He said he wasn’t sure what was going on and started swinging back and was not sure if he hit anyone. He told police he was a recruit for the fire department.
Timothy’s staff told police they saw the offender hit the victim in the back of the head and then escorted him from the bar. The victim had trouble articulating what happened, and all parties were intoxicated, the police report states.
The suspect was summons arrested for misdemeanor assault and the victim was ordered to the prosecutor’s office, the report states.
Earlier this year, a Dayton firefighter, Jacob Freels, was arrested on suspicion of unauthorized use of a motor vehicle and driving while intoxicated, which was his third arrest for OVI in the last four years, records showed.
Published: Thursday, April 19, 2018 @ 1:09 PM
The first official Ahiska Turkish mosque in many years has a grand opening in Old North Dayton on Sunday that is expected to attract dignitaries from across the globe and that is a testament to the strong growth of the local Turkish population.
But the Osman Gazi Mosque and Sunday’s celebration aren’t just for Turkish people or Muslims, leaders say.
The mosque, located at 1508 Valley St., is a public place that welcomes the entire community, and the goal is to unite people with interfaith events and activities, said Mirza Mirza, who is the secretary on Osman Gazi’s board of directors.
“We want to create something that is multicultural, multilingual, and gets everyone together,” he said.
Osman Gazi’s grand opening is at 1 p.m. Sunday, and festivities include a picnic in a park owned by the mosque and a prayer service.
Local leaders, out-of-town guests and religious representatives and consul from Turkey will be in attendance. The public is invited and encouraged to come.
People have prayed at the Valley Street building since it was first purchased by Osman Gazi in 2014. The building was formerly a funeral home that had been vacant for years.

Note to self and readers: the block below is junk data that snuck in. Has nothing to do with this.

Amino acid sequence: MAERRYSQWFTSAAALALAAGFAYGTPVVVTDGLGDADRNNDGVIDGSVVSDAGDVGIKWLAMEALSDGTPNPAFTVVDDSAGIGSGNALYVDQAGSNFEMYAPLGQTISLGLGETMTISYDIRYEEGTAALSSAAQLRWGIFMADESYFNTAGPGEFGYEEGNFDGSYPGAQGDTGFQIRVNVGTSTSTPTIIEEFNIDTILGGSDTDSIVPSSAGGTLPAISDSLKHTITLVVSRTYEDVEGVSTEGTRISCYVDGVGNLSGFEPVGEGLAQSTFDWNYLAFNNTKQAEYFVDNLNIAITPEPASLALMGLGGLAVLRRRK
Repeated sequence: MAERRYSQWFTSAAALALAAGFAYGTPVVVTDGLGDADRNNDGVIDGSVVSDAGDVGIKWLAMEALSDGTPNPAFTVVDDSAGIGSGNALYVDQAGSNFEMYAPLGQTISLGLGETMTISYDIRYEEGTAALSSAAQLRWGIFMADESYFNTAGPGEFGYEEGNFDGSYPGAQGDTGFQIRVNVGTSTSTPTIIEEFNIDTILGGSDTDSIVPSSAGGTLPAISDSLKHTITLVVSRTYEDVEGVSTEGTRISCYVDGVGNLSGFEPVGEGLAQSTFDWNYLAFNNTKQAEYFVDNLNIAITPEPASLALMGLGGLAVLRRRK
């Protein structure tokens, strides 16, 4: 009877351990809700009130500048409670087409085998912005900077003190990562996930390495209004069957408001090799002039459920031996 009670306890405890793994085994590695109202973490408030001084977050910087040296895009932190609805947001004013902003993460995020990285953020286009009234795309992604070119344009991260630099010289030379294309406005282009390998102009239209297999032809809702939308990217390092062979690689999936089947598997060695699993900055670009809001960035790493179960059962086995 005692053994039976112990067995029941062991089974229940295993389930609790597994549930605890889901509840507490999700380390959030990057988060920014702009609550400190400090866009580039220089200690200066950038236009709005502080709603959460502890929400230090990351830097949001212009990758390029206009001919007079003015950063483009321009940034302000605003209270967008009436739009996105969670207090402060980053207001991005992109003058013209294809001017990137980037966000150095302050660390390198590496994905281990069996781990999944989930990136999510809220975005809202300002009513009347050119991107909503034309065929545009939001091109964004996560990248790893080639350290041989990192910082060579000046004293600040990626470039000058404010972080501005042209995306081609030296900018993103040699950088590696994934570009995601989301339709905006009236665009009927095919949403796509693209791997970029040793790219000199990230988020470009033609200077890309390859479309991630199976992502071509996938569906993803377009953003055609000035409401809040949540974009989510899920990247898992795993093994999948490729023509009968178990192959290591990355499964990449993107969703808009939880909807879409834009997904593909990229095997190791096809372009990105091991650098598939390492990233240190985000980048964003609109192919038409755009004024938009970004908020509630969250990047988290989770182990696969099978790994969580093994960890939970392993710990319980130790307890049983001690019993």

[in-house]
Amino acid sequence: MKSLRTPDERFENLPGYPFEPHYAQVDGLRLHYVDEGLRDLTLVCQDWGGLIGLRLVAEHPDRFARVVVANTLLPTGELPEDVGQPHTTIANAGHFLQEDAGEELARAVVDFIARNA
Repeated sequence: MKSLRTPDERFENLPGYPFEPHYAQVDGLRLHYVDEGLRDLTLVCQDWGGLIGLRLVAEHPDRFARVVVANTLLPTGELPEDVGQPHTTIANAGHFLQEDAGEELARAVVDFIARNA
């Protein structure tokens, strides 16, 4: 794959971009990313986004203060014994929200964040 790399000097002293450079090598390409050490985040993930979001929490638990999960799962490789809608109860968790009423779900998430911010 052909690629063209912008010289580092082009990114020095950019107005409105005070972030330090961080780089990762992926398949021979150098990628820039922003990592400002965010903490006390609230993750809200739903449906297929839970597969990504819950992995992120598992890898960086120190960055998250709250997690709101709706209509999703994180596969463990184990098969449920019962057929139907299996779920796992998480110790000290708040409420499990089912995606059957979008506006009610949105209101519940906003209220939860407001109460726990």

But using donations, Osman Gazi has transformed what was an eyesore into an eye-catching house of worship.
The exterior of the building is turquoise, with green trim. The inside has Ottoman Empire-style designs, featuring colorful tile and turquoise carpet that were hand-crafted in Turkey.
A gold chandelier hangs from the ceiling. On the ceiling is written the “99 names of god.”
The walls are covered in calligraphy, and entryway arches have been painted to resemble roman stone.
More than $500,000 was invested into the prayer spaces, and that doesn’t count other projects.
“We tried to put a 1,000-year history in this house,” Mirza said.
Osman Gazi’s investment in that part of Old North Dayton is far from over.
Leaders purchased an old church building across the street that it is using as a school .
The school hosts Saturday and Sunday classes for children on the Koran and Islam. Right now, the school is open only to Turkish children and a couple of kids from Somalia.
But once the building is renovated, possibly by next year, classes will be opened up to everyone, Mirza said. Also, the school plans to host after-school programming, such as sport leagues and other recreational activities.
The church and school have a significant amount of green space that leaders hope to use for barbecues and other community events.
The mosque has taken years to build because there were fewer Ahiska Turkish families in the Dayton region several years ago, and families often have limited incomes shortly after relocating here, Mirza said.
Published: Tuesday, April 17, 2018 @ 9:00 PM
— Daryl Ward and Darryl Fairchild have some things in common. They are both pastors of more than 30 years who are running as Democrats to be the next Dayton city commissioner.
On May 8, Dayton voters will elect one of the two to serve as the newest city commissioner, replacing Joey Williams, who resigned two months ago.
Despite the similarities, Ward and Fairchild at a Tuesday debate tried to show the public that there are important differences in their core priorities and that they are the best person for the job.
Fairchild, the manager of chaplain services at Dayton Children’s Hospital, portrays himself as a strong voice and advocate for the city’s neighborhoods, which he says have been overlooked and desperately need a comprehensive revitalization plan.